The Tantalus Effect

Always just out of reach.
Painting by Gioacchino Assereto, ca. 1640s

In Greek mythology, the gods punished Tantalus by banishing him to a pool of water beneath a tree with low-hanging fruit, but cursed him so the branches would rise when he reached for them, and the water would recede when he bent down for a drink. To most of us, the first part of that deal doesn’t sound too bad at all; it’s the second part that makes it sheer torture. Having something you want, always dangling right in front of you just out of reach, is painful — but its presence makes you only want it even more.

This is something I like to refer to as the “Tantalus Effect.” Humanity has always had a fascination with the forbidden: we need look no farther than the first few pages of the Bible to see it happen. Adam and Eve had the entire Garden of Eden, any tree to pick from — except one. And yet, the very next event recorded after the creation of Eve is them doing exactly what they aren’t supposed to (see: Gen. 3). Our penchant for the profane comes literally right after humanity is created. We saw something metaphorically “out of reach,” and our interest was piqued. Eve could have walked right by and ignored the serpent, but instead she decided to have a nice chat under the shade of the tree, admiring the fruit and contemplating its beauty. Eventually she caves, and you know what happens next.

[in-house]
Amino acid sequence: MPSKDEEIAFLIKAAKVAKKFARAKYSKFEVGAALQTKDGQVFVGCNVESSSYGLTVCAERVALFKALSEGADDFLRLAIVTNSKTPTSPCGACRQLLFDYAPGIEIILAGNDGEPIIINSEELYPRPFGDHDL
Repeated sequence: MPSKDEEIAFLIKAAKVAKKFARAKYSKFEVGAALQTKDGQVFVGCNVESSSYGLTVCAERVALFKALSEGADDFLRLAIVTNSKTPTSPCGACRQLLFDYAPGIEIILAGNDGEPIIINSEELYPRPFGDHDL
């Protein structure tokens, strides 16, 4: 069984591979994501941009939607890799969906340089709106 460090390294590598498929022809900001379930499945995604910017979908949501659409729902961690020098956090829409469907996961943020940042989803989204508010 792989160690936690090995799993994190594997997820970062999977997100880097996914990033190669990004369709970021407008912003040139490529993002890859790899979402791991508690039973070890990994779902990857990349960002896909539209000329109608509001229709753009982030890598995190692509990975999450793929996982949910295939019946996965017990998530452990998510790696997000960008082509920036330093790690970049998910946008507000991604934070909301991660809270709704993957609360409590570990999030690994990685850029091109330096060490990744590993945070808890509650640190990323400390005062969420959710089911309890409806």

This concept is really not limited to what’s prohibited or taboo; the mere fact that we have to work for something makes it more desirable. Humans love challenges (to a degree, of course), and the less attainable something is, the more novel it appears.

Sometimes this works for our good: take, for example, countries in which Christians are persecuted. These people have to fight and work to nurture their faith; they risk their lives simply trying to gather and worship. So much effort goes into their discipleship, and they cling to Scripture with everything they have. It is in places like these that Christianity spreads like fire — the very realness of danger makes the immediacy of the gospel that much more apparent. While tragic, it’s also beautiful.

Unfortunately, the opposite is also true. In places like the United States, where religious freedom is a legal right, Christianity’s growth rate is in the negatives. More youth than ever before identify as nonreligious, and those of us who do hold to a faith do so in a much more casual way. I don’t remember the last time I voraciously consumed my Bible like it was oxygen itself. I frequently skip church when I’m tired on Sunday mornings (aside from the whole it’s-scary-and-homophobic part). Obviously I’m not the best example of a gold-star evangelical, but I really don’t know of too many people who live for God so fervently every day you’d think it was their last. We take our faith for granted here.

Ubiquity steers us towards apathy. When we have easy access to something, its glimmer dulls, its urgency slacks. Syndrome in The Incredibles says it best: “When everyone’s super, no one will be.” (Which makes me want to call this the “Syndrome Effect,” just because I like naming things.) Within certain limits, attainability is inversely proportional to desirability — supply and demand.